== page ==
There are a lot of details that have yet to be reported, but this is big: according to The Hollywood Reporter, Nielsen, the company that measures the ratings of television shows, is reportedly planning a significant shift in its ratings measurement system that will capture data about television viewing not simply through broadcast, but through streaming.
By September 2013, when the next TV season begins, Nielsen expects to have in place new hardware and software tools in the nearly 23,000 TV homes it samples. Those measurement systems will capture viewership not just from the 75 percent of homes that rely on cable, satellite and over the air broadcasts but also viewing via devices that deliver video from streaming services such as Netflix and Amazon, from so-called over-the-top services and from TV enabled game systems like the X-Box and PlayStation.
While some use of iPads and other tablets that receive broadband in the home will be included in the first phase of measurement improvements, a second phase is envisioned to include such devices in a more comprehensive fashion. The second phase is envisioned to roll out on a slower timetable, according to sources, will the overall goal to attempt to capture video viewing of any kind from any source.
The details here will be important. Will Nielsen measure viewing on Hulu, the streaming service set up by the networks? And if so, will it be capturing that data through user’s devices, or through reporting from Hulu? Will the pool of people who are measured be adjusted to account for people who don’t have televisions but watch substantial amounts of television through subscription services on devices? How will Nielsen measure clips of news shows embedded in network sites like MSNBC’s versus streams of full shows? What time period will streaming ratings cover? Will the ratings be adjusted based on a three-day viewing period, the way viewing from DVR recordings are now? Or will both streaming and DVR watching over the seven days after an initial broadcast count? That’s something that CBS president and CEO Les Moonves has been pushing for, and in a November earnings call said “we think it will happen in a short time.”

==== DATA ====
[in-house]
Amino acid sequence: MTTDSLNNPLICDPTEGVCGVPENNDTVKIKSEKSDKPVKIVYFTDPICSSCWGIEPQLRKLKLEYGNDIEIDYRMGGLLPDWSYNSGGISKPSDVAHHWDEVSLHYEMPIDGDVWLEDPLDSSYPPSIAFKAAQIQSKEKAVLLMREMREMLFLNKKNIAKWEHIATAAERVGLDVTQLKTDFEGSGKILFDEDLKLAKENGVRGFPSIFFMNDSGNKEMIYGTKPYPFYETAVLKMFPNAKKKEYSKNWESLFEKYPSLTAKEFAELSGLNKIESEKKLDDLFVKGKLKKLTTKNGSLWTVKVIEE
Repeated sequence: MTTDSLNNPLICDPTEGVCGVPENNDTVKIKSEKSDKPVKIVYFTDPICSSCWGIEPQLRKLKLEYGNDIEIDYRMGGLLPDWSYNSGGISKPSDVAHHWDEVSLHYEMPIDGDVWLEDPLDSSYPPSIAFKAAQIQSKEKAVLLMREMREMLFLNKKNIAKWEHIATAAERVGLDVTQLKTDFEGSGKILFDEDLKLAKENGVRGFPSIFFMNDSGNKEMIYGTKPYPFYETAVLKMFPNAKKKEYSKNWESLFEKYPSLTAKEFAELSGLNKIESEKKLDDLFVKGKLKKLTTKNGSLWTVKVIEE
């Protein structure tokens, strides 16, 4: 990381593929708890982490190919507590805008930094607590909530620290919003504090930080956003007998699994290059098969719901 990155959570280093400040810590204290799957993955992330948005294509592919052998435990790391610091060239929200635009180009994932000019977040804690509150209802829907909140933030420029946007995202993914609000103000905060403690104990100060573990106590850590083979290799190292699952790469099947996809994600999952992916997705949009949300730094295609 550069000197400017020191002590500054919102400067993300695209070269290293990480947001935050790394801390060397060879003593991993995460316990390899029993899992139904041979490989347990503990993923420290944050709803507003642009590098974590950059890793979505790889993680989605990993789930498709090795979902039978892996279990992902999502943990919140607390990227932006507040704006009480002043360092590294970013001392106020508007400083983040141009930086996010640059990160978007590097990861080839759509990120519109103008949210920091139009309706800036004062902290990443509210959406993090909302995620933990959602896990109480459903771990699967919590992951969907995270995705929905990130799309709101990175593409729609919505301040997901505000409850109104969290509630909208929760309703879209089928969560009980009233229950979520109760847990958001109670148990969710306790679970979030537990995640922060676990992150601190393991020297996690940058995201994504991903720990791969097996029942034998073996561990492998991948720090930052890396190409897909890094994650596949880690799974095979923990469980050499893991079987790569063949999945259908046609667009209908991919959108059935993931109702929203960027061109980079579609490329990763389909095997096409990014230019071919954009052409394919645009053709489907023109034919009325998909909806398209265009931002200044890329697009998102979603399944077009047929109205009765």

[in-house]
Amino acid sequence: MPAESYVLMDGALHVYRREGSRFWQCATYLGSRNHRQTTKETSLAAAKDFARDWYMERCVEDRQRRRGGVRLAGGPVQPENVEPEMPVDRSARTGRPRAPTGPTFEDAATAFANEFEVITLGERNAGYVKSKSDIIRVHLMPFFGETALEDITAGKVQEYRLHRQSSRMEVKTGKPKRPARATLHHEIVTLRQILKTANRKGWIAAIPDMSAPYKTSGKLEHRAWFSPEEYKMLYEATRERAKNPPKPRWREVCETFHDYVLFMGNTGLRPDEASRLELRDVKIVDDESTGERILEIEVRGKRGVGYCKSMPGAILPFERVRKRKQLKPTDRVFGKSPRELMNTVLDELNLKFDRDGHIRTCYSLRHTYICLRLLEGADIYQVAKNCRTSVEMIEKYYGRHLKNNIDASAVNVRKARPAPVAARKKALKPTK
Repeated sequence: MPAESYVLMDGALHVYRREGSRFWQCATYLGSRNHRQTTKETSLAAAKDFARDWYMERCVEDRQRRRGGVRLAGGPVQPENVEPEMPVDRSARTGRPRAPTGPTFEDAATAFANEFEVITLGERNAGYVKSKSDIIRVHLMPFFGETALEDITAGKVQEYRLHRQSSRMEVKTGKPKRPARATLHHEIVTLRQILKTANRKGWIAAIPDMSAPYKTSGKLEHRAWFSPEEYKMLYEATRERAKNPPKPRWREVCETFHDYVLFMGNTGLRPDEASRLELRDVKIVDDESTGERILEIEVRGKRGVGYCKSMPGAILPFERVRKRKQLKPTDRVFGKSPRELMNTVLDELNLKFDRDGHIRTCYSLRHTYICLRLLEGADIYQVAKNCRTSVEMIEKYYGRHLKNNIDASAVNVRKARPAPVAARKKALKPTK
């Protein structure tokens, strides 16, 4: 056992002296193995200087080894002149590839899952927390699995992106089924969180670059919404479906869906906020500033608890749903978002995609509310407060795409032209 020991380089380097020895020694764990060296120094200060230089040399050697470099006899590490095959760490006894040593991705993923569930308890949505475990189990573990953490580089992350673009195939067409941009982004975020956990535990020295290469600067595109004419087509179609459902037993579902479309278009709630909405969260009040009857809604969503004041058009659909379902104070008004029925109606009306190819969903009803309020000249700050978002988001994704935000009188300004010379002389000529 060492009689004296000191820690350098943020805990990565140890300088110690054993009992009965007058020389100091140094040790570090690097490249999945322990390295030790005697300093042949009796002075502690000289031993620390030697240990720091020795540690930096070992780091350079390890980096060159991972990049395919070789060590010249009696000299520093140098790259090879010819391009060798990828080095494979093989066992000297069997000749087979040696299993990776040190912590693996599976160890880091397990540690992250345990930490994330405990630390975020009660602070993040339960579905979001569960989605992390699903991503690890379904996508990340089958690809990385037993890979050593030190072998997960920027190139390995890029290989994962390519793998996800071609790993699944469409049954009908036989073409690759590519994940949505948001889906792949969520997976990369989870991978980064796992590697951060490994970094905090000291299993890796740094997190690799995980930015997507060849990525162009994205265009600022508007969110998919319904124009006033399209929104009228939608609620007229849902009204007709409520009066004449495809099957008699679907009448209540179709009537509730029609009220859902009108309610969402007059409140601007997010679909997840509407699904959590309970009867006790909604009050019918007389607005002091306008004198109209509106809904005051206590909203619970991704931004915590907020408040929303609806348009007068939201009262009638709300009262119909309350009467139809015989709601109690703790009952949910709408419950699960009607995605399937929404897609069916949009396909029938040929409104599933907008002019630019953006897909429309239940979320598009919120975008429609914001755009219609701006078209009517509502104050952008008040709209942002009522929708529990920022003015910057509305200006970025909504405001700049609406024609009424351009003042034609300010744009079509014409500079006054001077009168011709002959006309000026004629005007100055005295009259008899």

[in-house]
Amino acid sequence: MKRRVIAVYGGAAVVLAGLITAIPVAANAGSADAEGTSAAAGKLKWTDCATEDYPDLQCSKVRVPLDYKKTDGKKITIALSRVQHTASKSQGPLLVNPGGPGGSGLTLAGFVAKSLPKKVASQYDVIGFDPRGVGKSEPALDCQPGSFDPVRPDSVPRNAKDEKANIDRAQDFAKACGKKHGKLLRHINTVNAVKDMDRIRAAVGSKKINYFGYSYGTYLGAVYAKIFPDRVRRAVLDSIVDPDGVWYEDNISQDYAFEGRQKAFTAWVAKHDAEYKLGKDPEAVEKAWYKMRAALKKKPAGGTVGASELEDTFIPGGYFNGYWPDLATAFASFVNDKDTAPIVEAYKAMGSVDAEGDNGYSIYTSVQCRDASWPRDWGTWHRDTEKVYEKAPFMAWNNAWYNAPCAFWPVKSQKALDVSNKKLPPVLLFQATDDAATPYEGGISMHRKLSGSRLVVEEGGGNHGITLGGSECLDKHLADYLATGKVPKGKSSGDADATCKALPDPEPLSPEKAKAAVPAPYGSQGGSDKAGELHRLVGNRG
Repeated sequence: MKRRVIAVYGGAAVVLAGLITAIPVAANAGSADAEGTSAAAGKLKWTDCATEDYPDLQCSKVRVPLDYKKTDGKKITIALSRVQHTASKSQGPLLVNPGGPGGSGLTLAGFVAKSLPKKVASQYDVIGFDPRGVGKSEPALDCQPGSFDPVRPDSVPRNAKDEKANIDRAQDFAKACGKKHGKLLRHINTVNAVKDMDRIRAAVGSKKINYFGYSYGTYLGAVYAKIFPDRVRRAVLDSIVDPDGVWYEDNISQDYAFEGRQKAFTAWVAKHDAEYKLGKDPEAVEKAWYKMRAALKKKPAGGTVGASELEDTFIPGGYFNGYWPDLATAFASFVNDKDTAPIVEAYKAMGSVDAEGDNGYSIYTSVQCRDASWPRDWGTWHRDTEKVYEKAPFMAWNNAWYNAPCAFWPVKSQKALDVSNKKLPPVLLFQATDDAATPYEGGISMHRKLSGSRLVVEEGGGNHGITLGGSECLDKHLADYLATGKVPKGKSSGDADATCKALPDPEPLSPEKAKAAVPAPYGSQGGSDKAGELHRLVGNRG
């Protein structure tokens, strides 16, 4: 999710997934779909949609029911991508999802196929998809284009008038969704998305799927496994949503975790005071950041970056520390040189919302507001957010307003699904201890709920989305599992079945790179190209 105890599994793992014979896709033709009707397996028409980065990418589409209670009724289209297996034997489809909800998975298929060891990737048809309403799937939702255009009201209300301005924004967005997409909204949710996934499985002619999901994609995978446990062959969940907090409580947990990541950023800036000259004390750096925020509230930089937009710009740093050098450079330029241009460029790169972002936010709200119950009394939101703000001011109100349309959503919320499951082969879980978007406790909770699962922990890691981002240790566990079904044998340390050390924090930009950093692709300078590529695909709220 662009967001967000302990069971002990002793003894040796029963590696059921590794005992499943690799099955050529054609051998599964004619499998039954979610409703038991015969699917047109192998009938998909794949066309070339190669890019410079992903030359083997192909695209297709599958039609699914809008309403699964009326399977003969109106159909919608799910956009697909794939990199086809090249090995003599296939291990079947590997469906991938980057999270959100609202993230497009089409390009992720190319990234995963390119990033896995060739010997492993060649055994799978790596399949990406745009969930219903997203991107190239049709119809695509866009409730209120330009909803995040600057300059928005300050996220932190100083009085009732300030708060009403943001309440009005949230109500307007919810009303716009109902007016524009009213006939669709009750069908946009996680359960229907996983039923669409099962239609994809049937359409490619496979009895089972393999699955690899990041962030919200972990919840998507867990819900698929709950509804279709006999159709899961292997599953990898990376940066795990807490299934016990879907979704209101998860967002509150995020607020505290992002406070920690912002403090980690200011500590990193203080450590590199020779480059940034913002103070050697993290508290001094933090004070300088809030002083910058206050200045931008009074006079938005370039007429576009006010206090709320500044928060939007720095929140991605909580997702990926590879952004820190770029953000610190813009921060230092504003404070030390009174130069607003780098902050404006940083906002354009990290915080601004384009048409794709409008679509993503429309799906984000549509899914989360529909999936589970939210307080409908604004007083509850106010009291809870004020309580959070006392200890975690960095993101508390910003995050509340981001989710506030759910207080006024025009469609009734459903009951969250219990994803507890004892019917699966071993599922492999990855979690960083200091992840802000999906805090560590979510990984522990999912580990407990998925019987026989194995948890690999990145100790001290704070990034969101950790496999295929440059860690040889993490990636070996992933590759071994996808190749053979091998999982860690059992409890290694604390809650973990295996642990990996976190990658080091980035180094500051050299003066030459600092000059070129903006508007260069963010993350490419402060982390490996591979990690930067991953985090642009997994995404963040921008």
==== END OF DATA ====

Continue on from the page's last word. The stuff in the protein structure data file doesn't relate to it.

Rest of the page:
But that change is happening at all is exciting and overdue. The CW has been claiming for years that streaming viewing has kept its low-rated shows financially viable, and I have to wonder if a marvelous show like the Canadian import The L.A. Complex might have been able to get a third season if advertisers were presented with quality multi-platform viewing numbers that made visible an audience they weren’t seeing in the overnight ratings. FX’s John Landgraf has long called for reformed ratings system that would both reflect new viewing behaviors, which makes sense given the bump a new show like The Americans has seen in three-day DVR ratings, and give broadcast and cable channels a sense of how they stack up to original programming from outlets like Netflix and Amazon. As The Hollywood Reporter explains, that will depend on Netflix and Amazon: “Nielsen will capture how much time is spent on that kind of viewing, but to actually provide ratings, Netflix would have to agree to encode its program signals so that Nielsen software can identify them and trace their source. The traditional TV networks do encode their signals to be compatible with Nielsen’s measurement tools.” And so far, Netflix at least seems very reluctant to play a network ratings game, though it’s released some data about the performance of House of Cards.
If nothing else, though, these changes will let us measure which proportions of the iceberg of television viewership are visible above-water in Nielsen’s traditional ratings, and which are below the surface in the previously unmeasured streaming audience. That’s the starting point for a conversation about how to keep content we care about alive, even if it comes too late to, say, save Dan Harmon’s vision of Community.